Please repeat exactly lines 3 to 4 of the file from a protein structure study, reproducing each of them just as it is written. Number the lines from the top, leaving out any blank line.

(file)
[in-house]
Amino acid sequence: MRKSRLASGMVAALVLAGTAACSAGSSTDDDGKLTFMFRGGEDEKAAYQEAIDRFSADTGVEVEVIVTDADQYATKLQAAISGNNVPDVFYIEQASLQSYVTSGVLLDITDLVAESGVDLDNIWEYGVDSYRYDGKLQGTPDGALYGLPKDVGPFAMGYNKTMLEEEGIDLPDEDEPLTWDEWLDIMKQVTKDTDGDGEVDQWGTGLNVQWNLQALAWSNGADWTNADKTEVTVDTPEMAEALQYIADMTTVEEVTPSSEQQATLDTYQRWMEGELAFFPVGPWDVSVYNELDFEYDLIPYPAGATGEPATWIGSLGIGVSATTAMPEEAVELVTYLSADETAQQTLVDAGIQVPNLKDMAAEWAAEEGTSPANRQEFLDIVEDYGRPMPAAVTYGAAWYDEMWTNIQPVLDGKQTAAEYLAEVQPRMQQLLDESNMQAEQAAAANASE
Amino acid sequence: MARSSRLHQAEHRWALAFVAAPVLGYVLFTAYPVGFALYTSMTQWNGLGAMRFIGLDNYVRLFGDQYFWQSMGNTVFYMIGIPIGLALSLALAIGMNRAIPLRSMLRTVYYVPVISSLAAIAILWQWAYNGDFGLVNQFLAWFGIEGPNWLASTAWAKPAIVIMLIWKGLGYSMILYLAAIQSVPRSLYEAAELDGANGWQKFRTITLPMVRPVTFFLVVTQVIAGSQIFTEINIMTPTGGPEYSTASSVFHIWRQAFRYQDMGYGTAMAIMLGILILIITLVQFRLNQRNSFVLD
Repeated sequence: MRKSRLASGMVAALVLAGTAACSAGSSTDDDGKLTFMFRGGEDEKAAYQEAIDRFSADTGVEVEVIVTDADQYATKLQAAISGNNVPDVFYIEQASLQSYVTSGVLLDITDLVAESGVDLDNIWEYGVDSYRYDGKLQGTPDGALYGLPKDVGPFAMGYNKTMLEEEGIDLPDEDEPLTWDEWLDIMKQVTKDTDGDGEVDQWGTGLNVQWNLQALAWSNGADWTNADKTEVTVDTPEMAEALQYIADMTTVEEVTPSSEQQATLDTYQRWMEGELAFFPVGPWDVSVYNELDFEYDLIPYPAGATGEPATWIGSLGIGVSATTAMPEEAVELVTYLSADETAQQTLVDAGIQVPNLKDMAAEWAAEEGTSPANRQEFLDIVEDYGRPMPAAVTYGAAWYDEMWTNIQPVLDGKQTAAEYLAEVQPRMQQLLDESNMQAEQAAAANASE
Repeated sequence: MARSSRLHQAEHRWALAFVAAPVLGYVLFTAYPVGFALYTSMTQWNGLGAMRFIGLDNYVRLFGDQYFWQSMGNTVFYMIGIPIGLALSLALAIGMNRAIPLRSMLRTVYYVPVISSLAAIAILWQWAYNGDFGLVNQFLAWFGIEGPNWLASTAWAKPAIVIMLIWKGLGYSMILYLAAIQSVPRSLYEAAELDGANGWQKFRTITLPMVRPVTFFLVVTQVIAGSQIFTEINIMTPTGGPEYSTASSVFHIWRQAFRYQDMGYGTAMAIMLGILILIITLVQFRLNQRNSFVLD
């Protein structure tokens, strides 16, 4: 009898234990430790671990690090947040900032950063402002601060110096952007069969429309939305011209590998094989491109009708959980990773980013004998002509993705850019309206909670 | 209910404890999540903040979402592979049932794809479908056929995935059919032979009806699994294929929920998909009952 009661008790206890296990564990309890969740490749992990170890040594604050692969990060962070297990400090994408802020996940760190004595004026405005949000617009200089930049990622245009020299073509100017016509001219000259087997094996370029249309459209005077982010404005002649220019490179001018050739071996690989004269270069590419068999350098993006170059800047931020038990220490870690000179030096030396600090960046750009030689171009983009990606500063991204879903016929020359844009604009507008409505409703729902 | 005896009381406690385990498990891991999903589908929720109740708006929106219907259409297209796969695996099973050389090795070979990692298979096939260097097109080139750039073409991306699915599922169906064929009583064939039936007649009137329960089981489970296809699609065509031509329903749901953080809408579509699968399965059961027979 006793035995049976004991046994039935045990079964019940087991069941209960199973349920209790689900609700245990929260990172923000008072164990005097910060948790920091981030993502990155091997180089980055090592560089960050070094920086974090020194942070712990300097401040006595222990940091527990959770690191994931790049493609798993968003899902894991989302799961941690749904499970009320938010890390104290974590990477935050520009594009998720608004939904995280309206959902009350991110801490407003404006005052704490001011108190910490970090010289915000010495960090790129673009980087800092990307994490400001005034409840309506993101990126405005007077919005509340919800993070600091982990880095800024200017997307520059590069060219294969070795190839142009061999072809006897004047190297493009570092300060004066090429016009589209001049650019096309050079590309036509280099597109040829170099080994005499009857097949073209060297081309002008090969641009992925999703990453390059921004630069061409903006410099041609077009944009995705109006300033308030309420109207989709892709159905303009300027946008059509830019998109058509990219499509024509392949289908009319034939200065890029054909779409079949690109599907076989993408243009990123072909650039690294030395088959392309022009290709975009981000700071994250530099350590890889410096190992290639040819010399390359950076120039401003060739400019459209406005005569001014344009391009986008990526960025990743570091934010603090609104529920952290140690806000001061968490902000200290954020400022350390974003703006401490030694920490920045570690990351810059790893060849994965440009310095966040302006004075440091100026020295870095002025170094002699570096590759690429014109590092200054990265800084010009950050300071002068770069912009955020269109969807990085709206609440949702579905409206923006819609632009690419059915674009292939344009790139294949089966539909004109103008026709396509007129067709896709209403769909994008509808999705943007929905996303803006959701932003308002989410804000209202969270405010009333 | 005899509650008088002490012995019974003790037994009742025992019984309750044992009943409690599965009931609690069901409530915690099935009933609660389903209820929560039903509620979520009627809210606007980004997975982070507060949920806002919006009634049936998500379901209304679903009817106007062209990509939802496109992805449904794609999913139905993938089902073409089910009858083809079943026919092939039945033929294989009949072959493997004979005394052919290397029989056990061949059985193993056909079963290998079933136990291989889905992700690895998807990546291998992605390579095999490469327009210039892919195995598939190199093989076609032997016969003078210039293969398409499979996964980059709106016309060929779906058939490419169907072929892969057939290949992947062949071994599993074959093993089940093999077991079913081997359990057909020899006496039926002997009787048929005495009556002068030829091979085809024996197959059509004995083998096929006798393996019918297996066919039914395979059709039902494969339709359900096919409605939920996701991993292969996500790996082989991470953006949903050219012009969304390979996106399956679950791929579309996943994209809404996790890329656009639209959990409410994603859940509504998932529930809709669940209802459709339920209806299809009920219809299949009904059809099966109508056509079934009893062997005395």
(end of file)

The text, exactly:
Amino acid sequence: MARSSRLHQAEHRWALAFVAAPVLGYVLFTAYPVGFALYTSMTQWNGLGAMRFIGLDNYVRLFGDQYFWQSMGNTVFYMIGIPIGLALSLALAIGMNRAIPLRSMLRTVYYVPVISSLAAIAILWQWAYNGDFGLVNQFLAWFGIEGPNWLASTAWAKPAIVIMLIWKGLGYSMILYLAAIQSVPRSLYEAAELDGANGWQKFRTITLPMVRPVTFFLVVTQVIAGSQIFTEINIMTPTGGPEYSTASSVFHIWRQAFRYQDMGYGTAMAIMLGILILIITLVQFRLNQRNSFVLD
Repeated sequence: MRKSRLASGMVAALVLAGTAACSAGSSTDDDGKLTFMFRGGEDEKAAYQEAIDRFSADTGVEVEVIVTDADQYATKLQAAISGNNVPDVFYIEQASLQSYVTSGVLLDITDLVAESGVDLDNIWEYGVDSYRYDGKLQGTPDGALYGLPKDVGPFAMGYNKTMLEEEGIDLPDEDEPLTWDEWLDIMKQVTKDTDGDGEVDQWGTGLNVQWNLQALAWSNGADWTNADKTEVTVDTPEMAEALQYIADMTTVEEVTPSSEQQATLDTYQRWMEGELAFFPVGPWDVSVYNELDFEYDLIPYPAGATGEPATWIGSLGIGVSATTAMPEEAVELVTYLSADETAQQTLVDAGIQVPNLKDMAAEWAAEEGTSPANRQEFLDIVEDYGRPMPAAVTYGAAWYDEMWTNIQPVLDGKQTAAEYLAEVQPRMQQLLDESNMQAEQAAAANASE